Vegetables to use for jingisukan
You might wonder, what kind of vegetables you can use for jingisukan? Again, there is no solid rule on that. However, the vegetables listed below are the most common ones to use for jingisukan. A lot of them are easily accessible around the world, so pick what you like and make your own jingisukan!
- White onions
- Bell peppers
- Chinese chives
- Sweet corn
- Any kind of mushrooms...etc
When I took the picture, I personally used:
- Green cabbage
- Shiitake mushroom
- Chinese chives
I hope this list helps you decide what kind of vegetables you would like to eat with your own personal jingisukan!
Compared to yakiniku sauce, jingisukan sauce is more sour, less sweet, less garlicy and more gingery. In Japan, you can sometimes find pre-made sauce at supermarkets.
However, pre-made sauce is not so accessible, so I decided to make my own homemade jingisukan sauce in this recipe. Because it needs to have a lot of different ingredients to create a deep and complex flavour, I made it from following ingredients:
- Lemon juice
- Chilli powder
- Rice vinegar
- Soy sauce
- Red wine
- Brown sugar
- Sesame seeds
The list seems a lot but I basically cut solid ingredients into small chunks and make them into paste with food processor (the quantities and steps can be found in recipe card at the bottom) then heat up in a small pan.
If you do no have any food processor, you can grate each solid ingredient instead. In that case, you can use apple juice instead of apple, pineapple juice instead of pineapple to make it easier.
My way of eating jingisukan at home
As I mentioned already, there are different ways of cooking and eating jingisukan and there is no single right way. So, in here, I will explain how I eat jingisukan with my recipe at home.
Cook the lamb meat first to season the grill
First, I only cook the lamb meat without any vegetables. The reason is simple, that is to let the lamb meat release its fat and juice all around the grill, in a way it's oiling the surface. That way, vegetables that will be added after will be cooked in the juices from the lamb, delicious!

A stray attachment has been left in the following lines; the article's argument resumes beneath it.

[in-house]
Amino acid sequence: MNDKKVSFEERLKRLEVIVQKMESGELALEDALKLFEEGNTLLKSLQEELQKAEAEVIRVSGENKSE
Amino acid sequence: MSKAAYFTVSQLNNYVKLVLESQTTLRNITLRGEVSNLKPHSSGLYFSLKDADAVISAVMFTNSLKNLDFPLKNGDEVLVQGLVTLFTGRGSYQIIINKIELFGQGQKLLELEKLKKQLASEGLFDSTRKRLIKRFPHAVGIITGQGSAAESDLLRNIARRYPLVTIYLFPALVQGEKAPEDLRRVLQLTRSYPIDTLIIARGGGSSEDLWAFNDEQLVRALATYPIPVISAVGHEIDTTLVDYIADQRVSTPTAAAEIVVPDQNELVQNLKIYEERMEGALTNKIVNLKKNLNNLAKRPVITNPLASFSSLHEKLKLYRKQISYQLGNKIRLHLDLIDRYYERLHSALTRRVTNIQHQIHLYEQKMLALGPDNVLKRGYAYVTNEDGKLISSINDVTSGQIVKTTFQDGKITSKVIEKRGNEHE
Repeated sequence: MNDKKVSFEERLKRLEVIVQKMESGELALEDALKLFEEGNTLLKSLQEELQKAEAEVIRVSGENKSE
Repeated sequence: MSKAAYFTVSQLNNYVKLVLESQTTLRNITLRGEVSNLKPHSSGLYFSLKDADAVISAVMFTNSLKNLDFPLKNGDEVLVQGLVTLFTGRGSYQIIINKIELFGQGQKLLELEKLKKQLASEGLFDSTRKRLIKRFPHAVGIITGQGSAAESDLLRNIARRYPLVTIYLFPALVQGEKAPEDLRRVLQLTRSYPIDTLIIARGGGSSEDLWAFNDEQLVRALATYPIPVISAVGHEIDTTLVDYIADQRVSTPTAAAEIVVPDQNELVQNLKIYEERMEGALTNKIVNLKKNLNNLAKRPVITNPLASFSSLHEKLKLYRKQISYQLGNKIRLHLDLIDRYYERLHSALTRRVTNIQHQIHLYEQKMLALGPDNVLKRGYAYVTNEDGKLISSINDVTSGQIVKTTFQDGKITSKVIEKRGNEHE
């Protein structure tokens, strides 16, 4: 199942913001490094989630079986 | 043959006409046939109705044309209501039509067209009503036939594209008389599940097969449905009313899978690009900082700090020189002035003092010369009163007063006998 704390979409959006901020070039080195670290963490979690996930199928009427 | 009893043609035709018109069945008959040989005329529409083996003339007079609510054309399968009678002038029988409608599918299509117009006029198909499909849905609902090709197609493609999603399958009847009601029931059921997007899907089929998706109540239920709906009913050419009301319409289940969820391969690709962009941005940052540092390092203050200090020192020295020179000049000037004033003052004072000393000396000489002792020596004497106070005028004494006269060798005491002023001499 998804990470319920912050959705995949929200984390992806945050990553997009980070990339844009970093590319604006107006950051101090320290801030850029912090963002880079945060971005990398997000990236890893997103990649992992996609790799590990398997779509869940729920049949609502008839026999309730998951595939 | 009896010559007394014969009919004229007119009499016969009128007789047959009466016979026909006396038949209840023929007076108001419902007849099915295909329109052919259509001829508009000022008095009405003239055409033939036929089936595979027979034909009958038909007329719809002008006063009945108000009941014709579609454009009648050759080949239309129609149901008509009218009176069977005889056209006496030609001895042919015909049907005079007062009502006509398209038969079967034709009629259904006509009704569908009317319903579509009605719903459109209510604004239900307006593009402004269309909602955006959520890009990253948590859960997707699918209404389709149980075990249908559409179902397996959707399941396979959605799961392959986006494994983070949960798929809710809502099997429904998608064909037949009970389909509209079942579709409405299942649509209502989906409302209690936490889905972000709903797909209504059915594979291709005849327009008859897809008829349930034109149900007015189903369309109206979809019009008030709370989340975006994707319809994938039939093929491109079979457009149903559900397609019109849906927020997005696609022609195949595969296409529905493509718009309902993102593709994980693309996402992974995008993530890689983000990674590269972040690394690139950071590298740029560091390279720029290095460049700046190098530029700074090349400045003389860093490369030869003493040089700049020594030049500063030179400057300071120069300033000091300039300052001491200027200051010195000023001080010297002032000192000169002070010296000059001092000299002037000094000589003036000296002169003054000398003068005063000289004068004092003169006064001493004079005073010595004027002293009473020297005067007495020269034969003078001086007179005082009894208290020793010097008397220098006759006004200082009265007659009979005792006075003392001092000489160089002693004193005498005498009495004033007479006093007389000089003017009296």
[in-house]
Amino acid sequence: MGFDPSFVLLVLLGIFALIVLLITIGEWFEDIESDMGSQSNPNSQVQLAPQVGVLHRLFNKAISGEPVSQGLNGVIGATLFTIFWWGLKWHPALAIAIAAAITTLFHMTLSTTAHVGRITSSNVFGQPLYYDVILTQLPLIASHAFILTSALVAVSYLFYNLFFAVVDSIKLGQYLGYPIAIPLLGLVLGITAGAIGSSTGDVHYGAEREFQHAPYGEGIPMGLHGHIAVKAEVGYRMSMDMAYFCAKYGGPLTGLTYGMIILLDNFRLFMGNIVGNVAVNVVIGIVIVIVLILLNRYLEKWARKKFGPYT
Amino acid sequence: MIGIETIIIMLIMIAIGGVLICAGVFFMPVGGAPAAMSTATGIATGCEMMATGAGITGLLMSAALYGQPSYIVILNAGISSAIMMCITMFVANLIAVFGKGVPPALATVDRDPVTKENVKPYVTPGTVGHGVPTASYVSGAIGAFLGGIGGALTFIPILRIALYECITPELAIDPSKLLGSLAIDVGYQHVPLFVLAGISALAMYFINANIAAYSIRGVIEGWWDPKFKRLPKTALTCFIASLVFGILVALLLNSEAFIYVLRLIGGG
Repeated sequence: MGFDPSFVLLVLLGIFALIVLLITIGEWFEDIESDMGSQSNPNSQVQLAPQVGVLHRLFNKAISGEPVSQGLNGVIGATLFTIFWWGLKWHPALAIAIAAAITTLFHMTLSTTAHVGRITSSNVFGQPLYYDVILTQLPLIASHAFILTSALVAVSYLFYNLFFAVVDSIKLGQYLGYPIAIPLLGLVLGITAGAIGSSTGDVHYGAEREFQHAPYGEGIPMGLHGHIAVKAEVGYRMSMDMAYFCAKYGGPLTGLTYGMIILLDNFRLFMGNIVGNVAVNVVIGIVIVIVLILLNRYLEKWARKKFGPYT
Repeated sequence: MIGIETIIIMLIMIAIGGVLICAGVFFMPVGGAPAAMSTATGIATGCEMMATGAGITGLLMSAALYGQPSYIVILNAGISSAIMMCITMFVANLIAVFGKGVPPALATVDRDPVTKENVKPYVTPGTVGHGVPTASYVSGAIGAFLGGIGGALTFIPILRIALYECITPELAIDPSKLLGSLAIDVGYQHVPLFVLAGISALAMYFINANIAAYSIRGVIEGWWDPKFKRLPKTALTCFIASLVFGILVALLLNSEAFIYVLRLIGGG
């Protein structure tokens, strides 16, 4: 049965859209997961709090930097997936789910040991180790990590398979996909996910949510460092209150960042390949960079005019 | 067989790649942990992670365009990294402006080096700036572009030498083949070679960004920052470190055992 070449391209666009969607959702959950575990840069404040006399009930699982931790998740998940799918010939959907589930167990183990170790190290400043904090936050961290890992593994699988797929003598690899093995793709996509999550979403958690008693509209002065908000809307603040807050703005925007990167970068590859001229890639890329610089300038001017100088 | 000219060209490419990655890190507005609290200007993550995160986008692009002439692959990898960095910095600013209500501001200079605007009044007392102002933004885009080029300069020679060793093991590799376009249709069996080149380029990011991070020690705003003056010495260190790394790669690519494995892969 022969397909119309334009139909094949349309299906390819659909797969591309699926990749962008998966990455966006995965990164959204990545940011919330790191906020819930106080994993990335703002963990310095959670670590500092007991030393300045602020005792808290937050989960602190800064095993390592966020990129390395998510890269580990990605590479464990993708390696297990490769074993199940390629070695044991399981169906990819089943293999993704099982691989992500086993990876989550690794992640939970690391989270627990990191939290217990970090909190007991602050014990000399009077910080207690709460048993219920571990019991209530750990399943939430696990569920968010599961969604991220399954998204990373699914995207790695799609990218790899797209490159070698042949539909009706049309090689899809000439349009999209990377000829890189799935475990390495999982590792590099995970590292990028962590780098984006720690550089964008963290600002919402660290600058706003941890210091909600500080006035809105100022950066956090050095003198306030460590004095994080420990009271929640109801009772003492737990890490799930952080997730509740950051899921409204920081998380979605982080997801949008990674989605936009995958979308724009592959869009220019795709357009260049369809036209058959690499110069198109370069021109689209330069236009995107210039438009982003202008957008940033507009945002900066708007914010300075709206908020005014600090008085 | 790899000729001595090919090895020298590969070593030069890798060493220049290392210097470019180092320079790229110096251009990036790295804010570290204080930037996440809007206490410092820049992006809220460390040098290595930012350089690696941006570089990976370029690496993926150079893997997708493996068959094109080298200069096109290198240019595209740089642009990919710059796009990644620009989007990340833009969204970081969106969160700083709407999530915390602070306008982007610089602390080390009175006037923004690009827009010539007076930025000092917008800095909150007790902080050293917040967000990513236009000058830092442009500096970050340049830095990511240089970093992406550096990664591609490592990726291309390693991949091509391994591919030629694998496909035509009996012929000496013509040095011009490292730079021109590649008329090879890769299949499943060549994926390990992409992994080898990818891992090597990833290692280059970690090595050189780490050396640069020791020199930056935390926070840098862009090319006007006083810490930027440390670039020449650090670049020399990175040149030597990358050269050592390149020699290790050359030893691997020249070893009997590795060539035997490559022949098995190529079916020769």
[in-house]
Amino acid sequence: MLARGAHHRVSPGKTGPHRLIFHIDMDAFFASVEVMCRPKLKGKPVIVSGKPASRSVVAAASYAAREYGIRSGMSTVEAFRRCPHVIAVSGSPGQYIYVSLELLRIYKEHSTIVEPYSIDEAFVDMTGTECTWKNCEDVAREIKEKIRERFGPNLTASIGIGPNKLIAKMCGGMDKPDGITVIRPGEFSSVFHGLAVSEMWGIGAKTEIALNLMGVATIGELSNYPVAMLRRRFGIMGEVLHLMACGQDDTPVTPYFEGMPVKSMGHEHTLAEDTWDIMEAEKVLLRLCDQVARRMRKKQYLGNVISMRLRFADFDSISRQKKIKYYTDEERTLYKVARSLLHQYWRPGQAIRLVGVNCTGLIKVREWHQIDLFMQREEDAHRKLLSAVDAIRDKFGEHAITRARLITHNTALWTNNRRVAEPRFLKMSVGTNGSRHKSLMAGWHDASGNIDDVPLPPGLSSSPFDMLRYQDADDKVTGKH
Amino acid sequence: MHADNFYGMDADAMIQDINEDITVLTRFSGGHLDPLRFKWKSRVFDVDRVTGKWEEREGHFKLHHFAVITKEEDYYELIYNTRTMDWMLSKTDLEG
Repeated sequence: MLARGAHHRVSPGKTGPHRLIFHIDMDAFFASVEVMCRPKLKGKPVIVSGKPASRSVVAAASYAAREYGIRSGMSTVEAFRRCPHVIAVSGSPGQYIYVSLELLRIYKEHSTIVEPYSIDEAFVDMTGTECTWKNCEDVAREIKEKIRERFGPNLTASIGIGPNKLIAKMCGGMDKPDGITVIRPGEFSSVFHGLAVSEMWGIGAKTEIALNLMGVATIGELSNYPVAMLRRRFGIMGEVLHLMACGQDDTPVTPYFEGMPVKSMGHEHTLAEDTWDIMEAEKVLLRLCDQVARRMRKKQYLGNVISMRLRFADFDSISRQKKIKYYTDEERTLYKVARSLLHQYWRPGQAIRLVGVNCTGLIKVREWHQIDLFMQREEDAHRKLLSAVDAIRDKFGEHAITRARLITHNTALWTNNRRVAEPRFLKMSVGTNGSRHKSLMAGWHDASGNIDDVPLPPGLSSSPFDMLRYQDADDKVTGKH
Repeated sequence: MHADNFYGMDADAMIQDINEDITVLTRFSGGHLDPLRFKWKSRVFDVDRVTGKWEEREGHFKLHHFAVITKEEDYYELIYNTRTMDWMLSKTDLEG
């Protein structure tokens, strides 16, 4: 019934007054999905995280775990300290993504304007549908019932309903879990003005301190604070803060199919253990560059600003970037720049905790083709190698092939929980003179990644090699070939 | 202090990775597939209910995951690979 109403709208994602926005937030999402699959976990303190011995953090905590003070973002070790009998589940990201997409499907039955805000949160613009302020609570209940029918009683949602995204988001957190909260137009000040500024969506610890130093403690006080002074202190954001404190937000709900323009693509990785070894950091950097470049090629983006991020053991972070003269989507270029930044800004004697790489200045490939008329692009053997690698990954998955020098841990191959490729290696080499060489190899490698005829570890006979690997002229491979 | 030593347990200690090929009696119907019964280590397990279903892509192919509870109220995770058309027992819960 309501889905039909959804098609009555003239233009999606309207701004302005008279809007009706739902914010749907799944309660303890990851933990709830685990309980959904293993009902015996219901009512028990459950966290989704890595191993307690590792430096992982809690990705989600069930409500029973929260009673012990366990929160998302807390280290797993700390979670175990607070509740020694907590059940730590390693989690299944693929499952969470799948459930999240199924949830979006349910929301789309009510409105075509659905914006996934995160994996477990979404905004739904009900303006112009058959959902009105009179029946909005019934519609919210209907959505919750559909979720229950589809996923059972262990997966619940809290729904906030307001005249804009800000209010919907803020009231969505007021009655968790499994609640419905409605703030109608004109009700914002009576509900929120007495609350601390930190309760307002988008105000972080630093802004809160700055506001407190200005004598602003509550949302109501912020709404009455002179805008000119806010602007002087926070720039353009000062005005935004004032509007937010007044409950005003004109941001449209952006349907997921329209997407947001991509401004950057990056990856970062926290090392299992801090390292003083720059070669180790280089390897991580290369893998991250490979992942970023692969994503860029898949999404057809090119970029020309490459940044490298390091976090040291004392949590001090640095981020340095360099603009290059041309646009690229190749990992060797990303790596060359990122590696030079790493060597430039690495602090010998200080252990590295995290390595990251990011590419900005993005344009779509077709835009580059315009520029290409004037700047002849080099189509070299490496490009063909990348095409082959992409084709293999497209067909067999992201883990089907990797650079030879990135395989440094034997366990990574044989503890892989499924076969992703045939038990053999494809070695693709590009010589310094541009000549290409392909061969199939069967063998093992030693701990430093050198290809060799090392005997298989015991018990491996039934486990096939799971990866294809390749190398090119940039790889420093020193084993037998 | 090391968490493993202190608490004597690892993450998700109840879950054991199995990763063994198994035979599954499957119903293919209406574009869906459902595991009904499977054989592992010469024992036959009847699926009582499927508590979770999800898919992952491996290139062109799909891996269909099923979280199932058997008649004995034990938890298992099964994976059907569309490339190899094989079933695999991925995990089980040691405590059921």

Preheat the grill on a medium heat and add the lamb. Be sure to season it with salt and pepper and cook until browned.
Flip them over and eat as they are
Once one side is browned, flip them over and cook the other side until browned as well. For the first batch, you can either eat them as they are (simply seasoned with salt and pepper) or dip in the sauce already.
I personally eat the first ones only with salt and pepper to enjoy the lamb meat as it is!
Add more lamb and vegetables
Add another batch of lamb meat on top and vegetables around lower edges. The idea is lamb meat's juice and fat drizzles down to vegetables. This adds extra jingisukan flavour to the vegetables too!
Enjoy with homemade sauce
Once the lamb and vegetables are cooked enough, dip them into the homemade sauce and enjoy! It's basically a BBQ so repeat the process until your ingredients run out!
Jingisukan is one of the most famous regional dishes to come from Hokkaido and it's truly delicious! I hope you enjoy my take on this special Japanese lamb dish with my homemade fruity sauce!Print